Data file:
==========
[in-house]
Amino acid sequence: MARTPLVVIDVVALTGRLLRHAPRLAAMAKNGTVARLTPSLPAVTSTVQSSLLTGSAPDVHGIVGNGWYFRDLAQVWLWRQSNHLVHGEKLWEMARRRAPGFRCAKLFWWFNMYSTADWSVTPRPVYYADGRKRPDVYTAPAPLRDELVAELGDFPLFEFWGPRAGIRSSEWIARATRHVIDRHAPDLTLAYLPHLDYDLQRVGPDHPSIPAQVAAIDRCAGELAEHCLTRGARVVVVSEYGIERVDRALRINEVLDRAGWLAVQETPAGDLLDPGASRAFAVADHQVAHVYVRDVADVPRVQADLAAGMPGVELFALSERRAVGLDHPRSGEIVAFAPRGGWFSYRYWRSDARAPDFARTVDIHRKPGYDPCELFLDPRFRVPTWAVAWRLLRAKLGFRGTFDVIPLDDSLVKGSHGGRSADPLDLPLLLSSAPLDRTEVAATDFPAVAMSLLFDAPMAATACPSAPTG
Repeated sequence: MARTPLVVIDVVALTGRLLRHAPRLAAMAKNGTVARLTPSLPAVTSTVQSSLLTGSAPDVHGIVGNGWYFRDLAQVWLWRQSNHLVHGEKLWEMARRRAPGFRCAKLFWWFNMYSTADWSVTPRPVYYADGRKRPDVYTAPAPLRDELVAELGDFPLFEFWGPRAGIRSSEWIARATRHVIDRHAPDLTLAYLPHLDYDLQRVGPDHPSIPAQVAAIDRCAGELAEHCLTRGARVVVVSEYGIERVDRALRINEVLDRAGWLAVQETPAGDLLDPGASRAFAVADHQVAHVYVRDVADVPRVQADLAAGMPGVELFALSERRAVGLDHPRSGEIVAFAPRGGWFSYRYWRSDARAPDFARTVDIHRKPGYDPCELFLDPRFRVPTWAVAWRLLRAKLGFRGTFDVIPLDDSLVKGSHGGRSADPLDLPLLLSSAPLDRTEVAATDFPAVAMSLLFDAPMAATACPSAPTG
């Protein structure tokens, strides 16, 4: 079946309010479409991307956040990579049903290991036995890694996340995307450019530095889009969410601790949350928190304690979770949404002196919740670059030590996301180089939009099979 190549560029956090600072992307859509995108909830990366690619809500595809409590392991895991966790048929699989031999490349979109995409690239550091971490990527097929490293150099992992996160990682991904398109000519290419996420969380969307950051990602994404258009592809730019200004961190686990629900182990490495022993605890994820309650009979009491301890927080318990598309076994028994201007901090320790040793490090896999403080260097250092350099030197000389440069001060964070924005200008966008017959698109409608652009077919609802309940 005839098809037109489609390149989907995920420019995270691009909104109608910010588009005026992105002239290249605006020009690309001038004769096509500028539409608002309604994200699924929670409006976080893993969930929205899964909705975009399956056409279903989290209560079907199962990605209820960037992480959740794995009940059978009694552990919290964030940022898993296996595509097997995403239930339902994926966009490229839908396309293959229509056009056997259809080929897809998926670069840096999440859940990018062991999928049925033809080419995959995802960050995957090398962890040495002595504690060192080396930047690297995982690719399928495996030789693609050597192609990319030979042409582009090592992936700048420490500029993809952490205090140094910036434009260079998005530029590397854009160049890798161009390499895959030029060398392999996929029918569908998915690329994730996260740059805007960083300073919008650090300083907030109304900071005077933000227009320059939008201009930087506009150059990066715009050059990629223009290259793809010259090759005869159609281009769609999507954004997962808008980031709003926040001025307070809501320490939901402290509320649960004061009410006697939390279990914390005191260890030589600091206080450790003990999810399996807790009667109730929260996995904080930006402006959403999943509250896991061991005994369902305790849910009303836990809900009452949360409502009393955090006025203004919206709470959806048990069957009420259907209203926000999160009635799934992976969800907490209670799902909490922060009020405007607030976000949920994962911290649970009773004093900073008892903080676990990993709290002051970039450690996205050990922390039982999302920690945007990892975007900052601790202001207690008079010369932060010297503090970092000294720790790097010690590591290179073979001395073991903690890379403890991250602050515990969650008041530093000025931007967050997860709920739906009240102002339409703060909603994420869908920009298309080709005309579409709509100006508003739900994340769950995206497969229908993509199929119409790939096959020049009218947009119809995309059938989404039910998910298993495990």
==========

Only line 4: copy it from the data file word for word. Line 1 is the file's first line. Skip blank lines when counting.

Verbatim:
């Protein structure tokens, strides 16, 4: 079946309010479409991307956040990579049903290991036995890694996340995307450019530095889009969410601790949350928190304690979770949404002196919740670059030590996301180089939009099979 190549560029956090600072992307859509995108909830990366690619809500595809409590392991895991966790048929699989031999490349979109995409690239550091971490990527097929490293150099992992996160990682991904398109000519290419996420969380969307950051990602994404258009592809730019200004961190686990629900182990490495022993605890994820309650009979009491301890927080318990598309076994028994201007901090320790040793490090896999403080260097250092350099030197000389440069001060964070924005200008966008017959698109409608652009077919609802309940 005839098809037109489609390149989907995920420019995270691009909104109608910010588009005026992105002239290249605006020009690309001038004769096509500028539409608002309604994200699924929670409006976080893993969930929205899964909705975009399956056409279903989290209560079907199962990605209820960037992480959740794995009940059978009694552990919290964030940022898993296996595509097997995403239930339902994926966009490229839908396309293959229509056009056997259809080929897809998926670069840096999440859940990018062991999928049925033809080419995959995802960050995957090398962890040495002595504690060192080396930047690297995982690719399928495996030789693609050597192609990319030979042409582009090592992936700048420490500029993809952490205090140094910036434009260079998005530029590397854009160049890798161009390499895959030029060398392999996929029918569908998915690329994730996260740059805007960083300073919008650090300083907030109304900071005077933000227009320059939008201009930087506009150059990066715009050059990629223009290259793809010259090759005869159609281009769609999507954004997962808008980031709003926040001025307070809501320490939901402290509320649960004061009410006697939390279990914390005191260890030589600091206080450790003990999810399996807790009667109730929260996995904080930006402006959403999943509250896991061991005994369902305790849910009303836990809900009452949360409502009393955090006025203004919206709470959806048990069957009420259907209203926000999160009635799934992976969800907490209670799902909490922060009020405007607030976000949920994962911290649970009773004093900073008892903080676990990993709290002051970039450690996205050990922390039982999302920690945007990892975007900052601790202001207690008079010369932060010297503090970092000294720790790097010690590591290179073979001395073991903690890379403890991250602050515990969650008041530093000025931007967050997860709920739906009240102002339409703060909603994420869908920009298309080709005309579409709509100006508003739900994340769950995206497969229908993509199929119409790939096959020049009218947009119809995309059938989404039910998910298993495990």